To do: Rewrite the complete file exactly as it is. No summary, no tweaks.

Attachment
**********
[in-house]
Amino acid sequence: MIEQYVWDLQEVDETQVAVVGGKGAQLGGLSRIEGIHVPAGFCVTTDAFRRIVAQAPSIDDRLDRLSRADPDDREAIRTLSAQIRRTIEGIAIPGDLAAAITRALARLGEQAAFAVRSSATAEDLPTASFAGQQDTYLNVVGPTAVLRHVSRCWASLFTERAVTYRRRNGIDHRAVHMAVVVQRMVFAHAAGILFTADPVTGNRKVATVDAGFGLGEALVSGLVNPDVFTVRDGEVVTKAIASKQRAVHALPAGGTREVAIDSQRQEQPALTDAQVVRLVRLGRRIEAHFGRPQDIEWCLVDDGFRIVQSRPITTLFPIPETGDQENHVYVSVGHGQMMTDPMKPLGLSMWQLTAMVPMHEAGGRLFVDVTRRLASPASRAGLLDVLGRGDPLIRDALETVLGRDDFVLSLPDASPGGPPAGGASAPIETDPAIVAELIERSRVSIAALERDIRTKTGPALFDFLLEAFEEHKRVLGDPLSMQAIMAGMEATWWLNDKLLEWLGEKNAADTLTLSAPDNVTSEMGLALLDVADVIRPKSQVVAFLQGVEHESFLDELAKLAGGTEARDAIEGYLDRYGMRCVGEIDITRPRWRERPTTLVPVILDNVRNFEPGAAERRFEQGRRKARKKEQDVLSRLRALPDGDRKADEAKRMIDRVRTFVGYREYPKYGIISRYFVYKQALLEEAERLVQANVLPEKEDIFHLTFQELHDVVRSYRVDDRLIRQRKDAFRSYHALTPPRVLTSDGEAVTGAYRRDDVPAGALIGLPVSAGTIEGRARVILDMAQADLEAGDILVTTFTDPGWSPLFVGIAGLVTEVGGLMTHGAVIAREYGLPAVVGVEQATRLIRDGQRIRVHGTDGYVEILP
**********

[in-house]
Amino acid sequence: MIEQYVWDLQEVDETQVAVVGGKGAQLGGLSRIEGIHVPAGFCVTTDAFRRIVAQAPSIDDRLDRLSRADPDDREAIRTLSAQIRRTIEGIAIPGDLAAAITRALARLGEQAAFAVRSSATAEDLPTASFAGQQDTYLNVVGPTAVLRHVSRCWASLFTERAVTYRRRNGIDHRAVHMAVVVQRMVFAHAAGILFTADPVTGNRKVATVDAGFGLGEALVSGLVNPDVFTVRDGEVVTKAIASKQRAVHALPAGGTREVAIDSQRQEQPALTDAQVVRLVRLGRRIEAHFGRPQDIEWCLVDDGFRIVQSRPITTLFPIPETGDQENHVYVSVGHGQMMTDPMKPLGLSMWQLTAMVPMHEAGGRLFVDVTRRLASPASRAGLLDVLGRGDPLIRDALETVLGRDDFVLSLPDASPGGPPAGGASAPIETDPAIVAELIERSRVSIAALERDIRTKTGPALFDFLLEAFEEHKRVLGDPLSMQAIMAGMEATWWLNDKLLEWLGEKNAADTLTLSAPDNVTSEMGLALLDVADVIRPKSQVVAFLQGVEHESFLDELAKLAGGTEARDAIEGYLDRYGMRCVGEIDITRPRWRERPTTLVPVILDNVRNFEPGAAERRFEQGRRKARKKEQDVLSRLRALPDGDRKADEAKRMIDRVRTFVGYREYPKYGIISRYFVYKQALLEEAERLVQANVLPEKEDIFHLTFQELHDVVRSYRVDDRLIRQRKDAFRSYHALTPPRVLTSDGEAVTGAYRRDDVPAGALIGLPVSAGTIEGRARVILDMAQADLEAGDILVTTFTDPGWSPLFVGIAGLVTEVGGLMTHGAVIAREYGLPAVVGVEQATRLIRDGQRIRVHGTDGYVEILP